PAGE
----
proves us to be regular members of the Order; and inculcates those necessary
and instructive duties which at once dignify our characters in the double
capacity of men and masons.
We cannot better illustrate this Section, than by inserting the following
Charge at Initiation into the first Degree
[The paragraphs enclosed in brackets  may be occasionally
omitted, if time will not admit of delivering the whole Charge.]
Brother, - [As you are now introduced into the first principles of our Order, it is
my duty to congratulate you on being accepted a member of an ancient and
honourable Society: ancient, as having subsisted from time immemorial; and
honourable, as tending, in every particular, so to render all men, who will
be conformable to its precepts. No institution was ever raised on a better
principle, or more solid foundation; nor were ever more excellent rules and
useful maxims laid down, than are inculcated on all persons at their initiation
into our mysteries. Monarchs, in every age, have been encouragers and promoters
of our Art, and have never deemed it derogatory from their dignities, to
level themselves with the fraternities, to extend their privileges, and to
patronise their assemblies.]
As a mason you are to study the moral law, as contained in the sacred code [The Bible; and in countries where that
book is not know, whatever is understood to contain the will or law of God.] to consider it as the
unerring standard of truth and justice, and to regulate your life and actions by its divine precepts.
The three great moral duties, to God, your neighbour, and yourself, you are
strictly to observe: - To God, by never mentioning his name, but with that
awe and reverence which is due from a creature to his creator; to implore
his aid in your laudable undertakings; and to esteem him as the chief good:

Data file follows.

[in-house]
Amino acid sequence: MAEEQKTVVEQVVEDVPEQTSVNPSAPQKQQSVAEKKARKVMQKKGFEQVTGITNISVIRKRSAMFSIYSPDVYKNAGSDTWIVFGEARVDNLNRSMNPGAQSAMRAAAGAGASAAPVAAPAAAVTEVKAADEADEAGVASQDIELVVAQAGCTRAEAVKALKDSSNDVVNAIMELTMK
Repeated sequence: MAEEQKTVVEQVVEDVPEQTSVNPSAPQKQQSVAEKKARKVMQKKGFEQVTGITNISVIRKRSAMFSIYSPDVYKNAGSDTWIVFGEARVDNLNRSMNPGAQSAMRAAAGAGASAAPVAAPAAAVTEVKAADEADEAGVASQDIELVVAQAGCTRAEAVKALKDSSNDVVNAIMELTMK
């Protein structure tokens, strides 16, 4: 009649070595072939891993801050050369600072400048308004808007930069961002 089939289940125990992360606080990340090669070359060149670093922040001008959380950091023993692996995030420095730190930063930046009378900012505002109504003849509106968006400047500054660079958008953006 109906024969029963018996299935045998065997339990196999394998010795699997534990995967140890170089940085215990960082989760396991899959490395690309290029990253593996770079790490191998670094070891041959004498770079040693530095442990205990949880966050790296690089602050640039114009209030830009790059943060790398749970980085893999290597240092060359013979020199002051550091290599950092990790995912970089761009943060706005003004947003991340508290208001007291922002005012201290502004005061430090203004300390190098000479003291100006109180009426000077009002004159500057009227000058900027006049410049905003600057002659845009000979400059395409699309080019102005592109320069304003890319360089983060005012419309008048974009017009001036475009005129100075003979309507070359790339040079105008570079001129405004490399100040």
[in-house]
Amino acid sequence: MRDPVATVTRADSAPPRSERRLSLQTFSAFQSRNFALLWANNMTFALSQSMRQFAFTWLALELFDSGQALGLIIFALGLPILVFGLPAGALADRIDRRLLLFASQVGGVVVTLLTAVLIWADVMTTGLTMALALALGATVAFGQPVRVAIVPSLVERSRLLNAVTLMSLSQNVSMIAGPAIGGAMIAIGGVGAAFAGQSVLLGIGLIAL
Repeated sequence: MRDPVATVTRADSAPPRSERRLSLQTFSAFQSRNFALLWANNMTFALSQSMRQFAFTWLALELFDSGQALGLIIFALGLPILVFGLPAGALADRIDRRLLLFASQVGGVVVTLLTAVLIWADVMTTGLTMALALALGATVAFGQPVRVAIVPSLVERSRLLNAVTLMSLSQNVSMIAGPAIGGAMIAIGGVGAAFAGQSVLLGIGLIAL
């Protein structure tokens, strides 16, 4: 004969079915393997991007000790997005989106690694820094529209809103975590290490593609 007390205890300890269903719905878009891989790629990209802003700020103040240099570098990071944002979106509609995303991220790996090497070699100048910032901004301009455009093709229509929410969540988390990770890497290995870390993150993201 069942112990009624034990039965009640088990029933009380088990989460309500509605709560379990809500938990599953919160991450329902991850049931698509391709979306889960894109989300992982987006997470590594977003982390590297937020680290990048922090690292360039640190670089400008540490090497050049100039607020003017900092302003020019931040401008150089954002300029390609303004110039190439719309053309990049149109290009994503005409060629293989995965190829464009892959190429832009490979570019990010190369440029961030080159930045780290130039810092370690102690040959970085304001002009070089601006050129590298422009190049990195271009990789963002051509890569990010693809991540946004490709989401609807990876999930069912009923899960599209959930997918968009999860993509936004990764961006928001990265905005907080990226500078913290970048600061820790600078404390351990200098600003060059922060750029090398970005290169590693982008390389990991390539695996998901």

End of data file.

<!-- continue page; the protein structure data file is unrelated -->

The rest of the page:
- To your neighbour, by acting upon the square, and, considering him equally
entitled with yourself to share the blessings of Providence, rendering unto
him those favours, which in a similar situation you would expect to receive
from him: - And to yourself, by avoiding irregularity and intemperance, which
might impair your faculties, and debase the dignity of your profession.
In the state, you are to be quiet and peaceable subject, true to your sovereign,
and just to your country; you are not to countenance disloyalty or rebellion,
but patiently submit to legal authority, and conform with cheerfulness to
the government under which you live, yielding obedience to the laws which
afford you protection, and never forgetting the attachment you owe to the
spot where you first drew breath.
[In your outward demeanour, you are to avoid censure
or reproach; and beware of all who may artfully endeavour to insinuate themselves
into your esteem, with a view to betray your virtuous resolutions, or make
you swerve from the principles of the institution. Let not interest, favour,
or prejudice, bias your integrity, or influence you to be guilty of a
dishonourable action; but let your conduct and behaviour be regular and uniform,
and your deportment suitable to the dignity of the profession.]
Above all, practise benevolence and charity; for by these virtues, masons
have been distinguished in every age and country. [The
inconceivable pleasure of contributing toward the relief of our fellow-creatures,
is truly experienced by persons of a humane disposition; who are naturally
excited, by sympathy, to extend their aid in alleviation of the miseries
of others. This encourages the generous mason to distribute his bounty with
cheerfulness. Supposing himself in the situation of an unhappy sufferer,
he listens to the tale of woe with attention, bewails misfortune, and speedily
The Constitutions of the Order ought next to engage your attentions. These
contain the history of masonry from the earliest periods, with an account
of illustrious characters who have enriched the Art in various countries;
and the laws and charges, by which the brethren have been long governed.
A punctual attendance on our assemblies I am earnestly to enjoin, especially
on the duties of the lodge in which you are enrolled a member. Here, and
in all other regular meetings of the fraternity, you are to behave with order
and decorum, that harmony may be preserved, and the business of masonry properly
[The rules of good manners you are not to
violate; you are to use no unbecoming language, in derogation of the name
of God, or toward the corruption of good manners: you are not to introduce
or maintain any dispute about religion or politics; or behave irreverently
while the lodge is engaged in what is serious and important; but you are